3. I did miss my friends, but I fought that with a simple email: “Tell me a small story from your life in the last couple of days.”  That kept the focus narrow and light.  I could find out about how my friends’ kids were doing with their spelling homework without having to feel like Big Huge Things Are Being Communicated.  I didn’t do enough of it.
  4. I don’t miss the drama.
  5. I don’t miss being a cause or treble of the drama.  Well, I didn’t miss it, and then I stepped right in it when I got back.  Did I learn anything?  Hmm.
  6. I like email.  I knew that, but I like email a lot.
  7. I can get a lot done when I’m not dinking around on social media.
  8. RescueTime is awesome.
  9. I’m really ready for a break from school.
  10. Lastly, I was really aware of the fact that a lot of what I wanted to share was negative.  I took to doing some private journaling, and there’s a solid week (or more) of me just being really, really angry.  Now, I know exactly why I was angry and what my part in that anger was, but I think that the desire to spew forth the anger is a desire for someone else to make it right, as if that were even really possible.  I’m not going to be zero-anger, but I am going to shoot for less-angry.

I make no promises about that last one being true in these last two weeks of the semester.  No sleep ’til May Day.

Health Insurance

Thank you, fellow taxpayers, for the credit that defrayed about 80% of the cost of my health insurance.  Trust me, I’m ready to be back amongst your number, but while I’m playing the role of underemployed graduate student, it’s nice to be able to afford health insurance.  I’ve had some very mediocre insurance for the last couple of years through a student health insurance program, but that’s required me to maintain half-time status.  I would love to have the flexibility to drop back to a single class that I can focus on and work one or more part time jobs to cover expenses.  This allows me that flexibility.

I will save my complaints about the paucity of health coverage in Alabama for another day.  All I can tell you is that I had six or seven choices in dental coverage and just two in health — both from the same provider.  The silo structure of our insurance system — driven by the states — is another big problem.  If you really believe in marketplaces, you’d want more players in the game, right?  Instead, we have a system that favors consolidation.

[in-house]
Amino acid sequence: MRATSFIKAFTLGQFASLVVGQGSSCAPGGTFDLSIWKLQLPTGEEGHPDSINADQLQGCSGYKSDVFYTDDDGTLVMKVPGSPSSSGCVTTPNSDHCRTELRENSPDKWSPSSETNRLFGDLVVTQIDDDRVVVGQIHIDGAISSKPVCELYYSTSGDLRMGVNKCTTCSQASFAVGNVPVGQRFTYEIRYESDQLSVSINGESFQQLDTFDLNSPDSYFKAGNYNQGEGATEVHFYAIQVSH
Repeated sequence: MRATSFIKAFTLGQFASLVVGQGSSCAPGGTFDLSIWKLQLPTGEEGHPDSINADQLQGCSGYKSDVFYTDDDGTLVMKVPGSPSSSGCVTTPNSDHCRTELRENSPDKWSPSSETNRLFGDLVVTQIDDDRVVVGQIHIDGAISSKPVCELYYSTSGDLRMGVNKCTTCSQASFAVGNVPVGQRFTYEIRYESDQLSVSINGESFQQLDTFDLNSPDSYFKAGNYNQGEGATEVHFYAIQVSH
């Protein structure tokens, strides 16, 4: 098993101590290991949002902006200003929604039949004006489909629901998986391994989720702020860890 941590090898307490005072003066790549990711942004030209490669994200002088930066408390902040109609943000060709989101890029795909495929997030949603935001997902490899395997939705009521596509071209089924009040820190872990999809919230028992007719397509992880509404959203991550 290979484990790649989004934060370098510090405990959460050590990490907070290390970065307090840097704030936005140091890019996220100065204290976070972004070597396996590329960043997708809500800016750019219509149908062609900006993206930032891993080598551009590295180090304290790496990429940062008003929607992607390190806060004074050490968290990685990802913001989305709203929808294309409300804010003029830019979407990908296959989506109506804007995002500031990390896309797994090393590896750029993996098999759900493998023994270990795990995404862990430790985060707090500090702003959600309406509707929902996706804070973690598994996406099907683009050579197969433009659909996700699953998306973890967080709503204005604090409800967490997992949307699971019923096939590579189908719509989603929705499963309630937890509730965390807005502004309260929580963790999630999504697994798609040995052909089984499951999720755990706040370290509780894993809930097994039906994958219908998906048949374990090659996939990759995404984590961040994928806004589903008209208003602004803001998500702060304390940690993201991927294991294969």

[At least today’s application process was smooth.  It’s nice to see how easily the system moves when it’s not full of people.]

Lent Has Brought New Life to the Old Blog

No, I’m not giving up Twitter after Lent is over, but needing a place to write some thoughts down has brought a bit of a rebirth to the old blog.  I was blogging before it was cool, and now I’m blogging after it stopped being cool.  While I don’t really know what all is going on with my friends, I’ve been trying to fight that with email.

When I look at the frustrations in that second link, I remember what they are, but only barely.  I only remember that they happened at all because I made vague references.  Letting the anger out is worth it, but I’m not sure that doing it where everyone can read it is the best thing.  I don’t know if the anger is any better-controlled, but not having a record of it may not be the worst thing ever.

My Healthcare.gov Troubles

I’m a good liberal guy and think that Healthcare.gov is a good thing, but dammit, I was on the phone with them for 1h19m, persevering through terrible hold music and being on hold for an hour while they figured out how to code my meager income, and … then my call gets dropped.

Fuck.  I opened this up purely to complain about the bad hold music (see: safety valve), but holy shit, this is just bad.  They have my number to call me back, I guess, but I’m guessing that they won’t.  So …